1-888-684-6776 / (604) 254-0461 1455 Crown Street, North Vancouver, BC, Canada, V7J 1G4
1-800-363-8563 / (780) 440-2930 1305 – 77th. Ave. N.W. Edmonton, AB, Canada, T6P 1M8
1-800-363-8563 / (780) 440-2930 #207 – 4999 43rd Street S.E. Calgary, AB. Canada, T2B 3N4
(647) 249-1053 #101, 1655 Dupont Street, Toronto, ON, Canada, M6P 3S9
(360) 306-1985 PO Box 922, Ferndale, WA, USA, 98248
Connect With Us

SubCom® Case Study: Cameco McArthur River Mine Water Treatment

Cameco McArthur River - Mine Water Heat Pump Project

Inproheat Industries - SubCom® Case Study: Cameco McArthur River Mine Water Treatment

Location: McArthur, Saskatchewan

Year Completed: 1997

Deliverables: 6 MM Btu/hr Mine Water Heater

Inproheat Industries - SubCom® Case Study: Cameco McArthur River Mine Water Treatment

Project Overview

In early 1997, Inproheat supplied a 6 MM Btu/hr pond water heating system for the Cameco operated McArthur River Project in northern Saskatchewan. The McArthur River Project was one of the new generation uranium mines located at a remote location 620 air kilometers north of Saskatoon. The mine went into production in late 1999. Two deep underground shafts provide access to the ore body. Mining is done by remote controlled boring machines to minimize worker exposure to the high grade ore.

The mine is subject to inflow of groundwater, which has to be pumped to the surface and stored in several large plastic lined ponds to prevent seepage into the underlying soil and hydrological regimes. Before the water is pumped out and discharged to the river, it has to be chemically treated and filtered to remove heavy metals and radiological components. Since the ponds are located outside, and winter temperatures can fall below -40º C (-40º F), a thick layer of ice is forms on the surface. The ice can be as thick as 8 feet, reaching almost to the pond bottom. This creates a two-fold problem. Firstly, the ice formation reduces the pond capacity, and secondly, the ice cap moves when the water is pumped into or out of the pond. In the process, ice can damage the plastic liner, leading to the contamination of the surrounding soil and water system.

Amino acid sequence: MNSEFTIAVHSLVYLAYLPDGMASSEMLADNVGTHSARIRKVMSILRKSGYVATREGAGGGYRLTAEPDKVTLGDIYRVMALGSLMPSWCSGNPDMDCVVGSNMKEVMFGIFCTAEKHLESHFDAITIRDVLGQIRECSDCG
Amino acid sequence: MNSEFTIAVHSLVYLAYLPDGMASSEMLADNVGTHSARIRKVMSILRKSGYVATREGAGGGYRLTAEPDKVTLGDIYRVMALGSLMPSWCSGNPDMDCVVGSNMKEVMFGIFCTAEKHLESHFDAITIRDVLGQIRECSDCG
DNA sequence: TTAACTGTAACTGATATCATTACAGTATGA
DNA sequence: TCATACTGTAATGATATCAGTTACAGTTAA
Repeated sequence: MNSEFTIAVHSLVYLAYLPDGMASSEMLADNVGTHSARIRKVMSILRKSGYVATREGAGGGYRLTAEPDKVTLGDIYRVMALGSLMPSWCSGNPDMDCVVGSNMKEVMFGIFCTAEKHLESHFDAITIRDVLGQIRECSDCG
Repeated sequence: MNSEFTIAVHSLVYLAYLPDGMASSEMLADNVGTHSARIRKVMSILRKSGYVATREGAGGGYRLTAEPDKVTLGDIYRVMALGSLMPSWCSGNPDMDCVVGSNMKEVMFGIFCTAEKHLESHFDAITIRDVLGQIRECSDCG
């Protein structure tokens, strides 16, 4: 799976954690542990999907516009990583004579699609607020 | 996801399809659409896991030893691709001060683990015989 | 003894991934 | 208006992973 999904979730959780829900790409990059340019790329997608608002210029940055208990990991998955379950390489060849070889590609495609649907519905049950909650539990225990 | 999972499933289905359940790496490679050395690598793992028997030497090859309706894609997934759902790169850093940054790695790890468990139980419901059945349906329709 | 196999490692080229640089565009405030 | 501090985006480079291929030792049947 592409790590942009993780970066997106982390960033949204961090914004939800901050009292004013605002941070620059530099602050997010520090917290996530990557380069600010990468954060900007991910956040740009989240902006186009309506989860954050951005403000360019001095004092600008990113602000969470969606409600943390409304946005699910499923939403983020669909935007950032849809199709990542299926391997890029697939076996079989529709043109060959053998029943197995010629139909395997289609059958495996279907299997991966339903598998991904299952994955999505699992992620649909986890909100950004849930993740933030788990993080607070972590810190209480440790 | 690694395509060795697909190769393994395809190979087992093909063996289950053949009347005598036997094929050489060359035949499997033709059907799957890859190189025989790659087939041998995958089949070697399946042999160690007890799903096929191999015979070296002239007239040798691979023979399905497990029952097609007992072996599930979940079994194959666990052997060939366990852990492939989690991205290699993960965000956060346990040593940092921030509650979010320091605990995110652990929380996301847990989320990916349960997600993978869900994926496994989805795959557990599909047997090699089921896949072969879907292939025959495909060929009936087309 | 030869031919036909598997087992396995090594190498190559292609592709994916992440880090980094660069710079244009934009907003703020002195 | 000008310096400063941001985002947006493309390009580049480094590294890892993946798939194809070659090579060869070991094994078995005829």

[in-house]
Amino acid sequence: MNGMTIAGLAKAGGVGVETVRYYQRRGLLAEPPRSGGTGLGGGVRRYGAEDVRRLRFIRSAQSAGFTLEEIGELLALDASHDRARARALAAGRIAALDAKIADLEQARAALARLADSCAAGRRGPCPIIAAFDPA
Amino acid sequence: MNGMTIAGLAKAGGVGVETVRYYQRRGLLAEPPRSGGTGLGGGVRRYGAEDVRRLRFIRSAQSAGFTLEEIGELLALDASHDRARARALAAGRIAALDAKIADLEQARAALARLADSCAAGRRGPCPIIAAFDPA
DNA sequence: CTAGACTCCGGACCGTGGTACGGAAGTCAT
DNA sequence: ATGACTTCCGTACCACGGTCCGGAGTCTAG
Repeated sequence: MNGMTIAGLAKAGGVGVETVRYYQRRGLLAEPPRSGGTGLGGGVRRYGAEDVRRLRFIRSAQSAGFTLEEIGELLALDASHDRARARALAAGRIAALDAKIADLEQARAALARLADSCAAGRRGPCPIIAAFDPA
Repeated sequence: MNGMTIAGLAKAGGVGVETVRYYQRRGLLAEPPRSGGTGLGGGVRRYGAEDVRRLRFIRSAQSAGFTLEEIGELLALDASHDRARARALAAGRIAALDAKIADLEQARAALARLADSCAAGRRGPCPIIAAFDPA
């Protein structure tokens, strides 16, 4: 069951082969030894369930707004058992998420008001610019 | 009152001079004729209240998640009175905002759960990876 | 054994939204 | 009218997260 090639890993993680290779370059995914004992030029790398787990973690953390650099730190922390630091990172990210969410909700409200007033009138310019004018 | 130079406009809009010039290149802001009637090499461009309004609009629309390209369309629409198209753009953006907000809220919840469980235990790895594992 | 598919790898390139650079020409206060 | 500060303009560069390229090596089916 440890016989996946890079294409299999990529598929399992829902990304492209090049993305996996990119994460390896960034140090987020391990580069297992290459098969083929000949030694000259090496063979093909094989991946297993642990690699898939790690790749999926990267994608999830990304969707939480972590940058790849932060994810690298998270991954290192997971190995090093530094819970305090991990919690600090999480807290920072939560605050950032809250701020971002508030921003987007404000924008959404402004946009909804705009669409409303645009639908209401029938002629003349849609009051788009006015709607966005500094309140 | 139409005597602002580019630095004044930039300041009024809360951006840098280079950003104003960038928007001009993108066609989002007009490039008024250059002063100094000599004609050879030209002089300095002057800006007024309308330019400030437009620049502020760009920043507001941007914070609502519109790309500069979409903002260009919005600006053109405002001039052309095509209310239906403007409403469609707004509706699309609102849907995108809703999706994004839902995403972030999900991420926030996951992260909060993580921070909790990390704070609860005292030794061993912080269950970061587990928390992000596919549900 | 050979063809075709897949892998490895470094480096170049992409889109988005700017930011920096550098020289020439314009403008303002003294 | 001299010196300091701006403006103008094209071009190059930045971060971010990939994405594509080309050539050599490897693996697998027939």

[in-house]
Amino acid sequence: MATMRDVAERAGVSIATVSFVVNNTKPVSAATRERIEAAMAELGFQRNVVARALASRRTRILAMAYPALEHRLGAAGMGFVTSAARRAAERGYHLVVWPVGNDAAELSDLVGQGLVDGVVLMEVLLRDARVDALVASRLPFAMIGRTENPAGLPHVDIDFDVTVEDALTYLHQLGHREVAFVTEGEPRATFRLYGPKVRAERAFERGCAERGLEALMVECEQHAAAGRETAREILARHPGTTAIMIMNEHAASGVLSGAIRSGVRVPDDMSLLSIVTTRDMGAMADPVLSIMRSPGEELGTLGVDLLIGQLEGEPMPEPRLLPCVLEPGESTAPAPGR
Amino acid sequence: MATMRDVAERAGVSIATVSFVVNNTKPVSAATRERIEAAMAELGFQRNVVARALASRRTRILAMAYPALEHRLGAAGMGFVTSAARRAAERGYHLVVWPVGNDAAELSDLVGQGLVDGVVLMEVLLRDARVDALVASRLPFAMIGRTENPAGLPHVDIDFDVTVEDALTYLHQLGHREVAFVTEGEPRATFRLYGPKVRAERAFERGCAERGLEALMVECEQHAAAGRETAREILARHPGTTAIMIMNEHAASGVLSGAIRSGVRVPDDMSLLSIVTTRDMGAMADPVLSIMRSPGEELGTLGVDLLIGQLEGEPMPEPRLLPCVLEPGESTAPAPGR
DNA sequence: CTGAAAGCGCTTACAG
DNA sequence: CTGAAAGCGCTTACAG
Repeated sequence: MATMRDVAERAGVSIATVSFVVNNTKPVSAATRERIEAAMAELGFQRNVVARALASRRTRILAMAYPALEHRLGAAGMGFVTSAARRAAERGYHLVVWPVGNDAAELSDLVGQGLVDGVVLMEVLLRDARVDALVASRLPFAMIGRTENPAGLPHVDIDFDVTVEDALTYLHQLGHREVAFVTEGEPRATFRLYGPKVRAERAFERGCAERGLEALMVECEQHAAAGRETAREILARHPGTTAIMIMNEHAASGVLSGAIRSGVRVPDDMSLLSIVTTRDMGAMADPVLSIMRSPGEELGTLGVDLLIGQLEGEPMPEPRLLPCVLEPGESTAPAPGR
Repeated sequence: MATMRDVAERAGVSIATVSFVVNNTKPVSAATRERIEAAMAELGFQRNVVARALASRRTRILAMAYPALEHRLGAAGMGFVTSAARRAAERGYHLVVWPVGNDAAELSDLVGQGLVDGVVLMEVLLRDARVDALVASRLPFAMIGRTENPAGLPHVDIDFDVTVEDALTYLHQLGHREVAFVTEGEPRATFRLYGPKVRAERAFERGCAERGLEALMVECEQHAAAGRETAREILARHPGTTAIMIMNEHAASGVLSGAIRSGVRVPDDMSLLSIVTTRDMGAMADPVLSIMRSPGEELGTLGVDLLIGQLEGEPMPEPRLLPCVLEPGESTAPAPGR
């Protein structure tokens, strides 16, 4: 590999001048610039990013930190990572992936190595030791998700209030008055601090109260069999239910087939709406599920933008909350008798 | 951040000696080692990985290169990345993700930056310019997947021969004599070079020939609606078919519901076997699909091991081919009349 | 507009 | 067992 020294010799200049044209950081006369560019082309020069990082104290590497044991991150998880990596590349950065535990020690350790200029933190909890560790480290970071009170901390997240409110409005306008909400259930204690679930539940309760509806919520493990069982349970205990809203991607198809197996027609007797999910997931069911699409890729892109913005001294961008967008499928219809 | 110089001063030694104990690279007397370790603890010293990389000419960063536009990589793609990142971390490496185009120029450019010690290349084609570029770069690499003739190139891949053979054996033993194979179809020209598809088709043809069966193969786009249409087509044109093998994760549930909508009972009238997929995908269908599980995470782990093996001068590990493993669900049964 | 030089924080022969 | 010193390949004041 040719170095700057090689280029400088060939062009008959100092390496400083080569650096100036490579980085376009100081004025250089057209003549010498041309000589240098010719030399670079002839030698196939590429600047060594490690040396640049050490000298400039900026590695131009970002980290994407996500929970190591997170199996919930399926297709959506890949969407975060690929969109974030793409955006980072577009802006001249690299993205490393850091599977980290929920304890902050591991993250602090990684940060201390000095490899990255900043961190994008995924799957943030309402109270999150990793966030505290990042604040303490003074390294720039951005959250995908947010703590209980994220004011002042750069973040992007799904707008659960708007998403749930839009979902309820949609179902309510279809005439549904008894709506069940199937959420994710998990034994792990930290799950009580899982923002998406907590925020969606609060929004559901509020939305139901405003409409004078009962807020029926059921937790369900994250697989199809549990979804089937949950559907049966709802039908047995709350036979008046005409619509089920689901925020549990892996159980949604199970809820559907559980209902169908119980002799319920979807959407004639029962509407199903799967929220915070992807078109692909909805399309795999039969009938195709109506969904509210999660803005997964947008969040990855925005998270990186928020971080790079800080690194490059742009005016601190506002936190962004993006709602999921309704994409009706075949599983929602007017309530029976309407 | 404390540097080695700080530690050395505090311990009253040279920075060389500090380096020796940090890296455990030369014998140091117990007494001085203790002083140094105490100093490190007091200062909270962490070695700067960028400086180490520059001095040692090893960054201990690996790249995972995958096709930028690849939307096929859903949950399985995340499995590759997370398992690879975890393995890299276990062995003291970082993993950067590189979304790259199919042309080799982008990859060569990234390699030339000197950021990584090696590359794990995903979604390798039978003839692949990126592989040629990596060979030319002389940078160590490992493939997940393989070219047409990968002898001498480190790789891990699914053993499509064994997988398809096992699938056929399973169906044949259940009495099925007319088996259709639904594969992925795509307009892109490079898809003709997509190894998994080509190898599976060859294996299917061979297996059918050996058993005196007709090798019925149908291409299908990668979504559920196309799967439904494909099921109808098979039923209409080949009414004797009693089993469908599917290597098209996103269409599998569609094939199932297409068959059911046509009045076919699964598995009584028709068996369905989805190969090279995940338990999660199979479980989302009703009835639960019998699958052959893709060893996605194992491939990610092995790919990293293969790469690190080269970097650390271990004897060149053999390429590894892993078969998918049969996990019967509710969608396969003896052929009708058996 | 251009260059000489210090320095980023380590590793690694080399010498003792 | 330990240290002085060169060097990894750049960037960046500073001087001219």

The Challenge

To reduce ice formation and minimize the potential loss of water containment, Cameco identified a need for an energy efficient heating system capable of handling up to 1,000 USgpm of pond water containing a high TDS which could very easily form a scale on traditional heat exchanger surfaces..

The system had to be able to handle a wide range of flows.

Unattended heater operation and absence of a certified boiler operatoron staff also had to be taken into consideration.

The requirement for high efficiency was driven not only by economics but also by the logistics of trucking propane and fuel oil for several hundred kilometers and storing it at a remote location.

The Solution

Inproheat designed and manufactured a 6 MM BTU/hr submerged combustion system.

The unit was skid-mounted prepackaged and prewired including the heating tank, submerged combustion burner, combustion air blower, propane fuel train, and control panel. The fabricated steel vent stack was shipped in two sections. Cameco designed and supplied their own water supply valves and piping, discharge pump box, pump, and fabricated steel platform. The pump box was located below the platform on which the Inproheat heating system was placed to enable gravity discharge into the pump box.

Manual inlet valves were used to control the water flow into the heater, while an overflow weir controls the level built in the SubCom™ tank. To attenuate the momentum of water inlet velocity at 1,000 USgpm flow, an internal perforated flow distributor was also incorporated into the inlet system. Cameco provided the pump box level control system. The SubCom™ burner fuel train was connected to a 15 psig propane supply. The unit is located in a water treatment building and operates without operator intervention.

Inproheat commissioned and started up the system in March 1997. A number of combustion tests were conducted. The water discharge temperature was set at 12º C (54º F), with stack temperature between 11 and 13º C (52 and 55º F). The resulting overall system efficiency was calculated at 98.5% of the propane higher heating value, compared to a typical 82% efficiency of other types of heating methods.